This two-part workshop gave an overview of emerging and future developments in educational technologies, suggesting that the adoption of new technologies will largely be determined by their fit with ongoing educational trends.
Presentation 1: From High-Tech to Low-Tech Environment: The Challenge of Introducing Technology to ESL in the High School Context
by Stephen Howes
Until his recent move to Takasaki, Howes had been working at Brisbane Grammar School where he was responsible for trialing and implementing flipped lessons and blended learning as a teacher of science and Japanese. His current position at Tokyo Seitoku University Fukaya High School is a vastly different context. In this 30-minute presentation, Howes discussed the challenges he has faced coming from a high-tech to a low-tech teaching environment, and detailed his methods for introducing his current students to the benefits of technology in small chunks.
Presentation 2: Handheld Video Games and English L2 Learning
by Benjamin Thanyawatpokin
A relative newcomer to research in the field of education and technology, Thanyawatpokin has recently finished his master’s thesis at Ritsumeikan University in their Language Education and Information Sciences department. He currently teaches part-time at Ritsumeikan Uji High School and Kansai Gaidai University. In this 30-minute presentation, Thanyawatopokin discussed research done on using handheld video games to support English studies at the university level along with the issue of using video games in English education here in Japan.
Workshop 1: Where are Today's Technological Trends Taking Us?
by Dr. Mark Pegrum
This first part of the seminar focused on the technological context. It highlighted key hardware and software developments: looking at technologies carried by humans, including mobiles, wearables, and embeddables/implantables. Participants looked at independently or semi-independently mobile technologies like smart vehicles, drones and robots; and they also saw the way the mobile ecosystem connects to a larger, mostly stationary ecosystem, with particular emphasis on the internet of things. They then were shown technological trends in the form of changing patterns of usage, covering: natural user interfaces; augmented reality; big data; and empathic systems. The workshop finished by discussion some questions about artificial intelligence.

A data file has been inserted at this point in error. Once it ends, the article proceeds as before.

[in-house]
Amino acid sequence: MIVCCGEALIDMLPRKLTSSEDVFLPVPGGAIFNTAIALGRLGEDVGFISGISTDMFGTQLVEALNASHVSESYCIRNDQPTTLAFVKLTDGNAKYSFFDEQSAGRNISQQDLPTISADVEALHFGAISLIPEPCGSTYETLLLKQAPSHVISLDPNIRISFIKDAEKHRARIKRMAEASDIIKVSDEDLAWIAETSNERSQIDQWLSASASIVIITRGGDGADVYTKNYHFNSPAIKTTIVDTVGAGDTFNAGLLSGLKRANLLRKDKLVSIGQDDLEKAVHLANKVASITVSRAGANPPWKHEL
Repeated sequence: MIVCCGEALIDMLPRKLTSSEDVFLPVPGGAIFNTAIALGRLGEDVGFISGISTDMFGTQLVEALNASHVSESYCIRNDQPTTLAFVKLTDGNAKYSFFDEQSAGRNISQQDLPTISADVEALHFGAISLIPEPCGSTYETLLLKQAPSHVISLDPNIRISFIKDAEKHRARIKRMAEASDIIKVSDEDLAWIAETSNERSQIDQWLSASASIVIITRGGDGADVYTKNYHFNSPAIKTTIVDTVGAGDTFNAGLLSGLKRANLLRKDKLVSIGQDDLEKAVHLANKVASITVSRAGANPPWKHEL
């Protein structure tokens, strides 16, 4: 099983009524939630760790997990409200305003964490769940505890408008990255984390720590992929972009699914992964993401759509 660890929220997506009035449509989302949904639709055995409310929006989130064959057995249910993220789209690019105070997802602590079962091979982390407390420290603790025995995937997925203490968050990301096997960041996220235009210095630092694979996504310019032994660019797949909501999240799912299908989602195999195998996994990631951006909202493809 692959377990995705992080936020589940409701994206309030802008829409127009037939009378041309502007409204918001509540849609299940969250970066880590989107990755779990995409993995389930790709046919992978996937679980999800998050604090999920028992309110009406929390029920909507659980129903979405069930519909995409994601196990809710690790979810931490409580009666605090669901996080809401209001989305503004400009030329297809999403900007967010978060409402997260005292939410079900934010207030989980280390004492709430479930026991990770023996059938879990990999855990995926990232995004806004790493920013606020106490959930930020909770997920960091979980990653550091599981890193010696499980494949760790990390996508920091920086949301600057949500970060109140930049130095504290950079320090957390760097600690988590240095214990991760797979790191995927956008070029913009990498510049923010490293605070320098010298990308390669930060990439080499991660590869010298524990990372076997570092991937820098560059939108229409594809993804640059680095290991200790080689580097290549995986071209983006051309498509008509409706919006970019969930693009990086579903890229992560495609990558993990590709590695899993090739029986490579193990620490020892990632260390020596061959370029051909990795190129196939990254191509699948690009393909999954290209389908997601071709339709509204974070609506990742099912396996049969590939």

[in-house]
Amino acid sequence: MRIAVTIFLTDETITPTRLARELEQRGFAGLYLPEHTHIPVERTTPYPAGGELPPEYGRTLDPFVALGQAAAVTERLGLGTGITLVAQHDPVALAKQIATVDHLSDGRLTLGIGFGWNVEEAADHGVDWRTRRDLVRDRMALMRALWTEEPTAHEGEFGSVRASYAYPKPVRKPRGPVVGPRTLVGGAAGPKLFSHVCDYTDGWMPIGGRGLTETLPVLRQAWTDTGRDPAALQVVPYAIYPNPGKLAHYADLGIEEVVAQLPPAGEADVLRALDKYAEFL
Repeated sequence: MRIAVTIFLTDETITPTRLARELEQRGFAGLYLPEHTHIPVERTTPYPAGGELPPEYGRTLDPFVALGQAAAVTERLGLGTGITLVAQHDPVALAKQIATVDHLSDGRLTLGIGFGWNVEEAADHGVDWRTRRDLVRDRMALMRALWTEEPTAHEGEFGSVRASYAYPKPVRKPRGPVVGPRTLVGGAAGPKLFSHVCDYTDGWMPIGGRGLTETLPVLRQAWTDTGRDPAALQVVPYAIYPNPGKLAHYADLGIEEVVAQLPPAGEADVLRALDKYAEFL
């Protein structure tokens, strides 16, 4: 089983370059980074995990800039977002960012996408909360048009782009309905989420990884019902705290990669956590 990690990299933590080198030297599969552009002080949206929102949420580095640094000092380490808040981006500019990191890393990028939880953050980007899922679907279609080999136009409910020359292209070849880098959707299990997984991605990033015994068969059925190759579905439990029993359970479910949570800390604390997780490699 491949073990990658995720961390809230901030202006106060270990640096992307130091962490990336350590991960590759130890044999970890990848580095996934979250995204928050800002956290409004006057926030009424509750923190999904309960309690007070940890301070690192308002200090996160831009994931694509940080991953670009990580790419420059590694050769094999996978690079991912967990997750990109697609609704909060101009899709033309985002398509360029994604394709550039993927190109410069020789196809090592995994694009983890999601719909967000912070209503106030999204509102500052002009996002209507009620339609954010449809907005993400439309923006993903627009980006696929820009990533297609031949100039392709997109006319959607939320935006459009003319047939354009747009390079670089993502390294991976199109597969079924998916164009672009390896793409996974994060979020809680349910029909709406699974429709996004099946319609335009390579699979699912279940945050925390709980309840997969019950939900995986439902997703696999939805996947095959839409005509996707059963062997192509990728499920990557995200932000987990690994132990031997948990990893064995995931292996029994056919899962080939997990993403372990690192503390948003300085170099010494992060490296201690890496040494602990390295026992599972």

This focus on the technological context lead into a focus on the educational context in the second part of the seminar.
Presentation 3: The Use of Audio Journals as an Outside-of-Classroom Activity to Foster L2 Acquisition in College Freshmen
by Raymond Hoogenboom and Barry Keith
Hoogenboom and Keith are Associate Professors at the Center for Language Teaching in Gunma University. Their presentation described the use of audio journals as an outside-of-class activity, and how such journals provide students with opportunities to receive and produce language meaningfully, acquire structural knowledge, and develop grammatical and lexical fluency. The presenters described the setting up, management, and assessment of a semester-long audio journal project.
Presentation 4: How do Japanese adult learners study English?
by Akiko Fujii
Fujii teaches Japanese as a second language at Tokyo University of Social Welfare. Her interests include discourse analysis and lifelong learning. Fujii presented the results of a study aimed at understanding how Japanese adult learners learn English. As data, she has collected and analyzed the stories of 13 Japanese adult learners. Subjects who maintained their studies for ten years or more were motivated by the "Ought-to L2 Self". Fujii focused on their motivation and discuss how they achieved their goals.
Workshop 2: Where are Today's Educational Trends Taking Us? by Dr. Mark Pegrum
Following on from the focus on the technological context in the first part of this seminar, the second part turned to the educational context.
The emphasis was on ongoing educational trends and how these are likely to intersect with the technological developments and trends covered in the first part. Participants looked at educational shifts towards: contextualisation of learning (enabled, notably, through augmented reality), personalisation of learning (through big data and learning analytics), diversification of learning (through Massive Open Online Courses, or MOOCs), student
support (through virtual assistants), student engagement (through gaming and gamification), student creativity (through makerspaces), and wider collaboration (through digital networking). This second workshop ended with group discussion about the technological trends presented and how those might impact participant's teaching practices.